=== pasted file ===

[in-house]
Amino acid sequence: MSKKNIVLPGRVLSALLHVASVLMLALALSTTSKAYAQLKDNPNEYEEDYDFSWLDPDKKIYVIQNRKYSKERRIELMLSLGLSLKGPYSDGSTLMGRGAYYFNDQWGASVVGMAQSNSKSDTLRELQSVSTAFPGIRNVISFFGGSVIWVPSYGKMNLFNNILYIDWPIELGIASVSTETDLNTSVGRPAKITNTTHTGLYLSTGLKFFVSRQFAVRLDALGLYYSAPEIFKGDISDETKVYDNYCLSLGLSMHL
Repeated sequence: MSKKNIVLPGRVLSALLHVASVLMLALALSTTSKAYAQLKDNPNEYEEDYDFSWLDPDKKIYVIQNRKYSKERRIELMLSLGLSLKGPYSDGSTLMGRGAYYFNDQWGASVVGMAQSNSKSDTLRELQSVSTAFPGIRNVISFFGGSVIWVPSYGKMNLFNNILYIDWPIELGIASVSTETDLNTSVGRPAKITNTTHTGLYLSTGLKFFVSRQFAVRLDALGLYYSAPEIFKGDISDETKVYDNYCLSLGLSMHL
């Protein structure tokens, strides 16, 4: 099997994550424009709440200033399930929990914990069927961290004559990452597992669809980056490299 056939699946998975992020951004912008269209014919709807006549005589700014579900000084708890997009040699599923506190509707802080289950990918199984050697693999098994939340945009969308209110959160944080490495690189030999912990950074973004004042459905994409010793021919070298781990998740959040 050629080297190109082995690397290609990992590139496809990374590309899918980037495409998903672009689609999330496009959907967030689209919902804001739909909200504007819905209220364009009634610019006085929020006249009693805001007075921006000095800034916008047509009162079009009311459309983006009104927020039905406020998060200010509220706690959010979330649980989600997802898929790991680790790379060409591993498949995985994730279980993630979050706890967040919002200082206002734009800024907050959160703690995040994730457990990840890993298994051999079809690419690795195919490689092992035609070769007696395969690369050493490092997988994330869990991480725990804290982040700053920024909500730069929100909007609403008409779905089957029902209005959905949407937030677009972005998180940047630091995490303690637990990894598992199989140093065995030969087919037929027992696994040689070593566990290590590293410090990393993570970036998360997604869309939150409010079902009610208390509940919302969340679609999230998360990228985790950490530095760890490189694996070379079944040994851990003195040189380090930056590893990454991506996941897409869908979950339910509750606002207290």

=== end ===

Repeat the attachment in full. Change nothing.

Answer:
[in-house]
Amino acid sequence: MSKKNIVLPGRVLSALLHVASVLMLALALSTTSKAYAQLKDNPNEYEEDYDFSWLDPDKKIYVIQNRKYSKERRIELMLSLGLSLKGPYSDGSTLMGRGAYYFNDQWGASVVGMAQSNSKSDTLRELQSVSTAFPGIRNVISFFGGSVIWVPSYGKMNLFNNILYIDWPIELGIASVSTETDLNTSVGRPAKITNTTHTGLYLSTGLKFFVSRQFAVRLDALGLYYSAPEIFKGDISDETKVYDNYCLSLGLSMHL
Repeated sequence: MSKKNIVLPGRVLSALLHVASVLMLALALSTTSKAYAQLKDNPNEYEEDYDFSWLDPDKKIYVIQNRKYSKERRIELMLSLGLSLKGPYSDGSTLMGRGAYYFNDQWGASVVGMAQSNSKSDTLRELQSVSTAFPGIRNVISFFGGSVIWVPSYGKMNLFNNILYIDWPIELGIASVSTETDLNTSVGRPAKITNTTHTGLYLSTGLKFFVSRQFAVRLDALGLYYSAPEIFKGDISDETKVYDNYCLSLGLSMHL
């Protein structure tokens, strides 16, 4: 099997994550424009709440200033399930929990914990069927961290004559990452597992669809980056490299 056939699946998975992020951004912008269209014919709807006549005589700014579900000084708890997009040699599923506190509707802080289950990918199984050697693999098994939340945009969308209110959160944080490495690189030999912990950074973004004042459905994409010793021919070298781990998740959040 050629080297190109082995690397290609990992590139496809990374590309899918980037495409998903672009689609999330496009959907967030689209919902804001739909909200504007819905209220364009009634610019006085929020006249009693805001007075921006000095800034916008047509009162079009009311459309983006009104927020039905406020998060200010509220706690959010979330649980989600997802898929790991680790790379060409591993498949995985994730279980993630979050706890967040919002200082206002734009800024907050959160703690995040994730457990990840890993298994051999079809690419690795195919490689092992035609070769007696395969690369050493490092997988994330869990991480725990804290982040700053920024909500730069929100909007609403008409779905089957029902209005959905949407937030677009972005998180940047630091995490303690637990990894598992199989140093065995030969087919037929027992696994040689070593566990290590590293410090990393993570970036998360997604869309939150409010079902009610208390509940919302969340679609999230998360990228985790950490530095760890490189694996070379079944040994851990003195040189380090930056590893990454991506996941897409869908979950339910509750606002207290």